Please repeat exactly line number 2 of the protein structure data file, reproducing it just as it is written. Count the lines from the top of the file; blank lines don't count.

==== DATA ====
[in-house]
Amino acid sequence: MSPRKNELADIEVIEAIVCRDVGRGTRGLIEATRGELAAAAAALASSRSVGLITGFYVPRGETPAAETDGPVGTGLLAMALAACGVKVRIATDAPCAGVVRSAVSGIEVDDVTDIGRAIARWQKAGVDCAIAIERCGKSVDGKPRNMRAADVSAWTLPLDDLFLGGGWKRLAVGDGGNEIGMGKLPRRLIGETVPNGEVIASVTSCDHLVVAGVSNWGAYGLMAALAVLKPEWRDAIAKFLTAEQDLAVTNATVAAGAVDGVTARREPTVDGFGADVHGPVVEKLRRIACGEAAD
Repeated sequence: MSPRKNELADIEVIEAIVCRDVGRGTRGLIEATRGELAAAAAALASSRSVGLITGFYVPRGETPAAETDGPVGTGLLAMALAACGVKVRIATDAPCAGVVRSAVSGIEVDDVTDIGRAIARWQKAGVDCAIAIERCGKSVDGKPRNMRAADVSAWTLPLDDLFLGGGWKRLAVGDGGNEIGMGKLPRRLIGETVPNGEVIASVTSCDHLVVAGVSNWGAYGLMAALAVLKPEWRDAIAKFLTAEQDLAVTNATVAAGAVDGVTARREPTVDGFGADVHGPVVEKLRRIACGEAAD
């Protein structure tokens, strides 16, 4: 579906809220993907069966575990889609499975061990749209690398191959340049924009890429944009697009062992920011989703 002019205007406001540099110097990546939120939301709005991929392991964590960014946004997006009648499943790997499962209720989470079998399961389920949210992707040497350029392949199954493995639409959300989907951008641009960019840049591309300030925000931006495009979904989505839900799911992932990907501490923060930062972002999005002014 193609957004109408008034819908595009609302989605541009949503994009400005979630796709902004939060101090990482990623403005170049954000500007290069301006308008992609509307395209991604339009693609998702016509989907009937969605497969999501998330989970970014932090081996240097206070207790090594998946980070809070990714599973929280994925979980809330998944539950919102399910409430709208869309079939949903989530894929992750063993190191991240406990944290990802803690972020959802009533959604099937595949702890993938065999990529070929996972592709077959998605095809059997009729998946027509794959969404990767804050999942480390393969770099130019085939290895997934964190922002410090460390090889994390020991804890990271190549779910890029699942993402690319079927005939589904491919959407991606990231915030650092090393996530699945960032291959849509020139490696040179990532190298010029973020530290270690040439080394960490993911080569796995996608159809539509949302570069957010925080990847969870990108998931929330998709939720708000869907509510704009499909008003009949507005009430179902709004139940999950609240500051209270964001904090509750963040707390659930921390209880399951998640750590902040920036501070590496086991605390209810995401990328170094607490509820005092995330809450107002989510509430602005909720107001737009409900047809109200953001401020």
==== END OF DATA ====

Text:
Amino acid sequence: MSPRKNELADIEVIEAIVCRDVGRGTRGLIEATRGELAAAAAALASSRSVGLITGFYVPRGETPAAETDGPVGTGLLAMALAACGVKVRIATDAPCAGVVRSAVSGIEVDDVTDIGRAIARWQKAGVDCAIAIERCGKSVDGKPRNMRAADVSAWTLPLDDLFLGGGWKRLAVGDGGNEIGMGKLPRRLIGETVPNGEVIASVTSCDHLVVAGVSNWGAYGLMAALAVLKPEWRDAIAKFLTAEQDLAVTNATVAAGAVDGVTARREPTVDGFGADVHGPVVEKLRRIACGEAAD